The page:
åáòáåø úäéä éøàúå. òì éãé ùøàéúí àåúå éÈøàåÌé åÌîÀàËéÌÈí, úãòå ëé àéï
æåìúå, åúéøàå îôðéå:
That is, by your having seen this fearsome, awesome speech, which confused your limited
human senses, left you stumbling around in confusion, holding your aching heads and
afraid because your body appears to have betrayed you, it has shown you that your senses
are limited, revealed to you that there are experiences in the universe by which your
senses are overwhelmed, made clear to you that our senses don't see the full range of
color or hear the full range of sound, that the particles and waves that make up the
universe have frequencies which we can't access, and when we try, they confound us.
We are wandering in the desert still because we do not know God.
We think we know God-
In the daily shacharit, we say v’erastich li…I betroth you… and you shall know God. We
are betrothed but we do not know God -yet.
Today is Shavuot. We stand at the mountain. Do we want to know God?
God is so utterly alien that to know God means putting aside ourselves entirely.
Ridding ourselves of our desires and attempting to experience God… there is only one
way to do it, and we have the instructions. It is the Torah, written and oral: tanakh and
Maimonides tells us that we can know God only for what God is not: any attempt to
describe God in human language by necessity will fail, so how can we know God?
We can know God through God’s actions: God acting in the world. We can know God
through relationship: tefila( prayer), and study -as one rabbi said: when I pray I speak to
God, when I study, God speaks to me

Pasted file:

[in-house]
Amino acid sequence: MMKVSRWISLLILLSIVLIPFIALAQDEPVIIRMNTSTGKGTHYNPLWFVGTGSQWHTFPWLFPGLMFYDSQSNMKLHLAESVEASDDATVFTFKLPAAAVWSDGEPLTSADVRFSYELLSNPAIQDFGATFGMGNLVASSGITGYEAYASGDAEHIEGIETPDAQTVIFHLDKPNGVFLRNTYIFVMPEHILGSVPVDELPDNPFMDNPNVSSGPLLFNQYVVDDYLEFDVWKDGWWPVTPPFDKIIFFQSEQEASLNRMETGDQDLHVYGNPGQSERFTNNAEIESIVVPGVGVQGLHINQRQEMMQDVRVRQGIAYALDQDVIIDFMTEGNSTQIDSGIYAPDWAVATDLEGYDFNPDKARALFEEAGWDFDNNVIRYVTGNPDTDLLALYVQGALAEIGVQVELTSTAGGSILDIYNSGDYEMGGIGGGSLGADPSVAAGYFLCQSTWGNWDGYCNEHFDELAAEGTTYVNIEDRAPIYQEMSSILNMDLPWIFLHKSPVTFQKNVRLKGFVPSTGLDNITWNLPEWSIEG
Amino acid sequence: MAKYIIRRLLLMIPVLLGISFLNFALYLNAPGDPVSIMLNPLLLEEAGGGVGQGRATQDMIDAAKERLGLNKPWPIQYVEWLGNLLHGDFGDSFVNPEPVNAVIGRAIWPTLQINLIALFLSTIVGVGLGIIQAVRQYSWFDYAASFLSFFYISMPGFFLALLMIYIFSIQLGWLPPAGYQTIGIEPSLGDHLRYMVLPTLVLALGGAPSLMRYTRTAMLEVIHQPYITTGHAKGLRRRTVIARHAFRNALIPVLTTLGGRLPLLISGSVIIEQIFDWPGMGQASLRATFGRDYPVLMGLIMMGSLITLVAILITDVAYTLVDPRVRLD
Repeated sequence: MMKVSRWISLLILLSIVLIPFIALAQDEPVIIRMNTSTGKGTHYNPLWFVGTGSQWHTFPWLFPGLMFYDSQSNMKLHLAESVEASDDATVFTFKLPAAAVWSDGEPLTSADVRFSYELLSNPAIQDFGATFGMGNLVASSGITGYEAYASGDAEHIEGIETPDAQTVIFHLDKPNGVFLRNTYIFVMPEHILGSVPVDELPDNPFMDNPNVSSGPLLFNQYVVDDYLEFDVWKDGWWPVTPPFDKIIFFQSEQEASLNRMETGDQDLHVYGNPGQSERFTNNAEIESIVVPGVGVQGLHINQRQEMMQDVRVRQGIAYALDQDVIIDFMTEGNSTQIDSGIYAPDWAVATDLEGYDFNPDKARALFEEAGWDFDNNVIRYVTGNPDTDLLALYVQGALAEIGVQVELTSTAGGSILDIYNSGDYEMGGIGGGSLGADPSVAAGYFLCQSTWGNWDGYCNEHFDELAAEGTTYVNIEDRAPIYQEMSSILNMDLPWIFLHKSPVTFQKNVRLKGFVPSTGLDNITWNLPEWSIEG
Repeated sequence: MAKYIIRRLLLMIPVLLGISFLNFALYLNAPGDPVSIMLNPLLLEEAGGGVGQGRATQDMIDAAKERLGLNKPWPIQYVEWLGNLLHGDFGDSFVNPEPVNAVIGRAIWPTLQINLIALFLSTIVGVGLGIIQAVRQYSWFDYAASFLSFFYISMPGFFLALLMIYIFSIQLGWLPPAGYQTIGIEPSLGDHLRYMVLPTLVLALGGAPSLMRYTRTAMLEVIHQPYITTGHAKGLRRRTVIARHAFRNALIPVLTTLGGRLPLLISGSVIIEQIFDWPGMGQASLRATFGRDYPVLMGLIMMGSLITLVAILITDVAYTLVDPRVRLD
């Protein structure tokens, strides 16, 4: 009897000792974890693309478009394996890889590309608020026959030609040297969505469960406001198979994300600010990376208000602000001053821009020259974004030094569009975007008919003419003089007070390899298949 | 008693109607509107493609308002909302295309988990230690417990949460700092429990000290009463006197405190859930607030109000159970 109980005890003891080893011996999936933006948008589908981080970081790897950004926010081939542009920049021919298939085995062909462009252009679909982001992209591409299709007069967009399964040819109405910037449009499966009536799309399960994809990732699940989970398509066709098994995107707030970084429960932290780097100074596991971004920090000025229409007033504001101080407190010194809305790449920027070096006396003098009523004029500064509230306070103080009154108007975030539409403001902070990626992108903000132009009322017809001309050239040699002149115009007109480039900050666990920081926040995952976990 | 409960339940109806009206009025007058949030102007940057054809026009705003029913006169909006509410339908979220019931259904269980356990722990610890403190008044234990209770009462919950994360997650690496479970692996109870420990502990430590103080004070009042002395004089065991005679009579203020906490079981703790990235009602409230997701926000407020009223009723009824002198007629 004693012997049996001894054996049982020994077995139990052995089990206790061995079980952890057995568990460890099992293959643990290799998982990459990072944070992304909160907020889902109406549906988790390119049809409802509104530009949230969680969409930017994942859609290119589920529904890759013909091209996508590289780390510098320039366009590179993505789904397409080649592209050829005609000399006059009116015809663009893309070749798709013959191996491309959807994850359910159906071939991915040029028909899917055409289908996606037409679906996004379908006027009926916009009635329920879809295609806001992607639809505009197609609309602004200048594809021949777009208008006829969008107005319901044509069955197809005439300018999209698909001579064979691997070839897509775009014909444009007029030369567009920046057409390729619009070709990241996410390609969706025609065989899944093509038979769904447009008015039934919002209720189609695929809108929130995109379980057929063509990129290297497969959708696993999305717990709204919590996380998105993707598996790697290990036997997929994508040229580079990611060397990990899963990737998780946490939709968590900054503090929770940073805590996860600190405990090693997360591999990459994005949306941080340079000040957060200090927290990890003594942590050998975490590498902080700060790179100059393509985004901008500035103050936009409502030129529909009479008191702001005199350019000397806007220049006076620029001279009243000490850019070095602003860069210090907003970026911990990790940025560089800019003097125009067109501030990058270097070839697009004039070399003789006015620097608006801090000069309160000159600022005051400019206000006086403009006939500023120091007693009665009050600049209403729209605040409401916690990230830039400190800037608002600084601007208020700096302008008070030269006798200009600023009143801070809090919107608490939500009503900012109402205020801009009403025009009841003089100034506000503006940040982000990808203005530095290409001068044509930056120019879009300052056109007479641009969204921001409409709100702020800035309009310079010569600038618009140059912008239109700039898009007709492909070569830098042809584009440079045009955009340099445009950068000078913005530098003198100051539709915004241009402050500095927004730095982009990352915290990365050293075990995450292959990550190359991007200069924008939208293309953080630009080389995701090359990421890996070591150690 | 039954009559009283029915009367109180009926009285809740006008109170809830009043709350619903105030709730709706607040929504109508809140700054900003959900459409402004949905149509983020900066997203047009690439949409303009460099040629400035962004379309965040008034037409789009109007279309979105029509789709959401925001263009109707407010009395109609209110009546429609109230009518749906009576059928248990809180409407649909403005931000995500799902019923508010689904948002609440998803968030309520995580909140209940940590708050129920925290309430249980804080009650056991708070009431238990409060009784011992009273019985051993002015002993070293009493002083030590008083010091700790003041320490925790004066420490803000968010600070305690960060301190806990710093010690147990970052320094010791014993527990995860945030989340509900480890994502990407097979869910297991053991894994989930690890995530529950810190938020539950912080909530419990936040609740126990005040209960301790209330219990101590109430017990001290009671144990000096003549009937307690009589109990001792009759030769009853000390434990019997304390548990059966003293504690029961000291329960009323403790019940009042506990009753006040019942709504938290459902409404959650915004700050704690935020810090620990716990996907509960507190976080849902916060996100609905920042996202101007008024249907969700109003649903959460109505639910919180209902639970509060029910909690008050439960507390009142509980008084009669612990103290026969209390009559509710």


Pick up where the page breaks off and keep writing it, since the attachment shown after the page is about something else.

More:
We can know God by living with God day in and day out, just as one comes to know a
beloved through immersing oneself in one’s life with the beloved, Through the
persistence of every day life, not just special occasions. One can't know the ocean by
dipping in one's toes at the beach: you have to spend your life going into its depths. It
must be feared, because it is dangerous, and its beauty gazed at. To know a few of its
creatures hardly counts as knowledge, and yet to know everything is beyond us - still if
we decide to live with the ocean at our feet every day, go out to sea every morning, eat it's
fruit and bathe in its waters, maybe, just maybe, we can begin to understand something
small about the ocean.
And if the ocean, that tiny creation on one planet in a single solar system is so amazingly
complex and beyond us, than surely to know God requires at least as much dedication as
to know the ocean.
Do we want to know God?
Are we up to the job?
It’s not easy. It means commitment: Commitment and obligation.
It means staying the course when it’s boring, or unpopular.
It means remembering God not only in foxholes, not only at weddings, and not even only
on shabbat, but at every morsel of food we put into our mouths, remembering that God
brought it to us and made us able to eat it, and so making sure that the food is holy: not
eating milk and meat together, not eating treif meat, it means blessing the food before we
put it in your mouth, and thanking God for it after we have eaten and been satisfied.
It means being Jewish requires us to do things differently than other people, to be holy in
all our actions, and sometime doing things that are just about us and God, and not about
anyone else, like Shabbat and holidays.
We stand at the foot of the mountain today. We have the chance to meet God face to face.
Will we take it?
Can we be holy?